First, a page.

The security guards can provide a valuable service in the facility's overall emergency preparedness plan. Fire prevention, asset protection, and policy enforcement are among the tasks charged to the security guards. These are many everyday duties like access control, general safety, and the monitoring of properties. Security operations are moving toward a response to medical emergencies too.
Every year more than 4000 Americans die, and more than 25,000 are injured in fires, many of which could be prevented. Direct property loss due to fires is estimated at $8.6 billion annually. The security officer may face various emergencies, including medical emergencies, fire or civil disturbances, riots, and strikes, to name a few that can present a unique security challenge. A company may encounter these emergencies and consider some general guidelines that can help ensure a more effective response.
The American Society for Industrial Security has developed guidelines for a business emergency plan which begins with the following:
•Defining an emergency in terms relevant to the organization doing the planning
•Establishing an organization with specific tasks to function immediately before, during, and after an emergency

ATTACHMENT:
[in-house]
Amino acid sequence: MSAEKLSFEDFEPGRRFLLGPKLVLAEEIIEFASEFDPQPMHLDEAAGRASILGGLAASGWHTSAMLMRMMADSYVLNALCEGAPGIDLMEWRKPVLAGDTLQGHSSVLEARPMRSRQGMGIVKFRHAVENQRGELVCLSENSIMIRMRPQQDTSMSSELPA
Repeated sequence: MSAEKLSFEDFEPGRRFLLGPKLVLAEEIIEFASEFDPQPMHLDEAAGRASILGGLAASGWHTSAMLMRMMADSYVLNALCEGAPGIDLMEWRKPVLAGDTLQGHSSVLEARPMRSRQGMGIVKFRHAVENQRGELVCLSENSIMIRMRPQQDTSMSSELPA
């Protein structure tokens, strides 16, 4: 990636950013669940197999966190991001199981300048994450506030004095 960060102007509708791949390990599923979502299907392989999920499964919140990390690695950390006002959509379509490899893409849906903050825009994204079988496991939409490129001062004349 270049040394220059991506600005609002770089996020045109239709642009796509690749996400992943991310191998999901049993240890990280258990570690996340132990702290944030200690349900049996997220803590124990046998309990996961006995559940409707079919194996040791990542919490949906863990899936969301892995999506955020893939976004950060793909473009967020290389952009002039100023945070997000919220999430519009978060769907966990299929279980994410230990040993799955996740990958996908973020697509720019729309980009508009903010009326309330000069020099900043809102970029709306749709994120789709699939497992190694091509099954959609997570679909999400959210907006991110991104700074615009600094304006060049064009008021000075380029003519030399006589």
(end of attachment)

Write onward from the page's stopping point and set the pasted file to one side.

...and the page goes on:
•Selecting a method for utilizing resources and for obtaining additional help during the emergency
•Providing a recognizable means of moving from normal operations into and out of the emergency mode of operation
To better prepare for emergencies, the security guard should practice emergency response, a critical part of readiness. In real trouble, valuable time will be wasted if the security guard must track down the plan and read what is written while carrying out their responsibilities. Therefore, to be most effective, emergency response training should occur at least once every three months and include all employees. Significant areas that need to be practiced and tested the most are internal communications, external communications, resources, systems, safety, coordination, record keeping, and legal issues. Once simulated emergency scenarios are practiced, and response plans were written out, the security officer and the company should be better positioned to respond if and when an actual emergency occurs.